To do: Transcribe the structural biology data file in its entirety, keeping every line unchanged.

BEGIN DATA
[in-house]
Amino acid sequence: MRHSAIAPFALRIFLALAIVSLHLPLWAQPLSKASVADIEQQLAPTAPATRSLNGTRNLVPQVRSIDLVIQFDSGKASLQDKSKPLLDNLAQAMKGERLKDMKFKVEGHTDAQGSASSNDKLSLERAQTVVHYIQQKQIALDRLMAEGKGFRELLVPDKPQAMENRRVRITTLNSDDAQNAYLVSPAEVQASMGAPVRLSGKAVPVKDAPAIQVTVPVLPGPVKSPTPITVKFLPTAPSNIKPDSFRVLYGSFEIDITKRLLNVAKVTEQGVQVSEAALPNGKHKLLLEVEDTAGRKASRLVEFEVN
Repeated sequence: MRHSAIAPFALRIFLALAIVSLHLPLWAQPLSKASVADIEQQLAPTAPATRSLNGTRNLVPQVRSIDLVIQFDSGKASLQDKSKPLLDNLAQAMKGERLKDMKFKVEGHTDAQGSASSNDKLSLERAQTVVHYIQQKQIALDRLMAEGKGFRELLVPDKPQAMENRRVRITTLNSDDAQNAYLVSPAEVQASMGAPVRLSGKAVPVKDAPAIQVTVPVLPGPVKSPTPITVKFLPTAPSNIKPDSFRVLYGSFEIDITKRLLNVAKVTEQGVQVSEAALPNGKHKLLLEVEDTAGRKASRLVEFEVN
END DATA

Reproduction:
[in-house]
Amino acid sequence: MRHSAIAPFALRIFLALAIVSLHLPLWAQPLSKASVADIEQQLAPTAPATRSLNGTRNLVPQVRSIDLVIQFDSGKASLQDKSKPLLDNLAQAMKGERLKDMKFKVEGHTDAQGSASSNDKLSLERAQTVVHYIQQKQIALDRLMAEGKGFRELLVPDKPQAMENRRVRITTLNSDDAQNAYLVSPAEVQASMGAPVRLSGKAVPVKDAPAIQVTVPVLPGPVKSPTPITVKFLPTAPSNIKPDSFRVLYGSFEIDITKRLLNVAKVTEQGVQVSEAALPNGKHKLLLEVEDTAGRKASRLVEFEVN
Repeated sequence: MRHSAIAPFALRIFLALAIVSLHLPLWAQPLSKASVADIEQQLAPTAPATRSLNGTRNLVPQVRSIDLVIQFDSGKASLQDKSKPLLDNLAQAMKGERLKDMKFKVEGHTDAQGSASSNDKLSLERAQTVVHYIQQKQIALDRLMAEGKGFRELLVPDKPQAMENRRVRITTLNSDDAQNAYLVSPAEVQASMGAPVRLSGKAVPVKDAPAIQVTVPVLPGPVKSPTPITVKFLPTAPSNIKPDSFRVLYGSFEIDITKRLLNVAKVTEQGVQVSEAALPNGKHKLLLEVEDTAGRKASRLVEFEVN